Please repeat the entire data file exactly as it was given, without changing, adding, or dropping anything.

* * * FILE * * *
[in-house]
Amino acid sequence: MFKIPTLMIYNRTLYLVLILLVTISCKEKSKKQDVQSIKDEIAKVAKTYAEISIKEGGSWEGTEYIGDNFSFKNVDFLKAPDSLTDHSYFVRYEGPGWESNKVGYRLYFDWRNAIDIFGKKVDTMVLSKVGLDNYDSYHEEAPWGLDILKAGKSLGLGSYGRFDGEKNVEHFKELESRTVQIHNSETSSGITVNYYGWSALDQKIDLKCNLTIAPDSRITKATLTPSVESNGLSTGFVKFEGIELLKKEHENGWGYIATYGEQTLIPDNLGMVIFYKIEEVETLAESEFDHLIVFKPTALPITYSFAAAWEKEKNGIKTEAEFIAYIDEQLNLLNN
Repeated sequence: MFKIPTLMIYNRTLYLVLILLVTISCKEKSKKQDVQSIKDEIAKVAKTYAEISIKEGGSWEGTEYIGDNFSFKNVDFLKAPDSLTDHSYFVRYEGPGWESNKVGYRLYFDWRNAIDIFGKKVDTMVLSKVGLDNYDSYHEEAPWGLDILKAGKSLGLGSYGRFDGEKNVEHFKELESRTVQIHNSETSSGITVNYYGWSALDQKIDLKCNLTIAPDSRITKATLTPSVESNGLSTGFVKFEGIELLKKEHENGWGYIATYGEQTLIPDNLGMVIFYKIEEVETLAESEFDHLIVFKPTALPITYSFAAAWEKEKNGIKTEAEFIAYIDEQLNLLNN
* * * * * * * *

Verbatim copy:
[in-house]
Amino acid sequence: MFKIPTLMIYNRTLYLVLILLVTISCKEKSKKQDVQSIKDEIAKVAKTYAEISIKEGGSWEGTEYIGDNFSFKNVDFLKAPDSLTDHSYFVRYEGPGWESNKVGYRLYFDWRNAIDIFGKKVDTMVLSKVGLDNYDSYHEEAPWGLDILKAGKSLGLGSYGRFDGEKNVEHFKELESRTVQIHNSETSSGITVNYYGWSALDQKIDLKCNLTIAPDSRITKATLTPSVESNGLSTGFVKFEGIELLKKEHENGWGYIATYGEQTLIPDNLGMVIFYKIEEVETLAESEFDHLIVFKPTALPITYSFAAAWEKEKNGIKTEAEFIAYIDEQLNLLNN
Repeated sequence: MFKIPTLMIYNRTLYLVLILLVTISCKEKSKKQDVQSIKDEIAKVAKTYAEISIKEGGSWEGTEYIGDNFSFKNVDFLKAPDSLTDHSYFVRYEGPGWESNKVGYRLYFDWRNAIDIFGKKVDTMVLSKVGLDNYDSYHEEAPWGLDILKAGKSLGLGSYGRFDGEKNVEHFKELESRTVQIHNSETSSGITVNYYGWSALDQKIDLKCNLTIAPDSRITKATLTPSVESNGLSTGFVKFEGIELLKKEHENGWGYIATYGEQTLIPDNLGMVIFYKIEEVETLAESEFDHLIVFKPTALPITYSFAAAWEKEKNGIKTEAEFIAYIDEQLNLLNN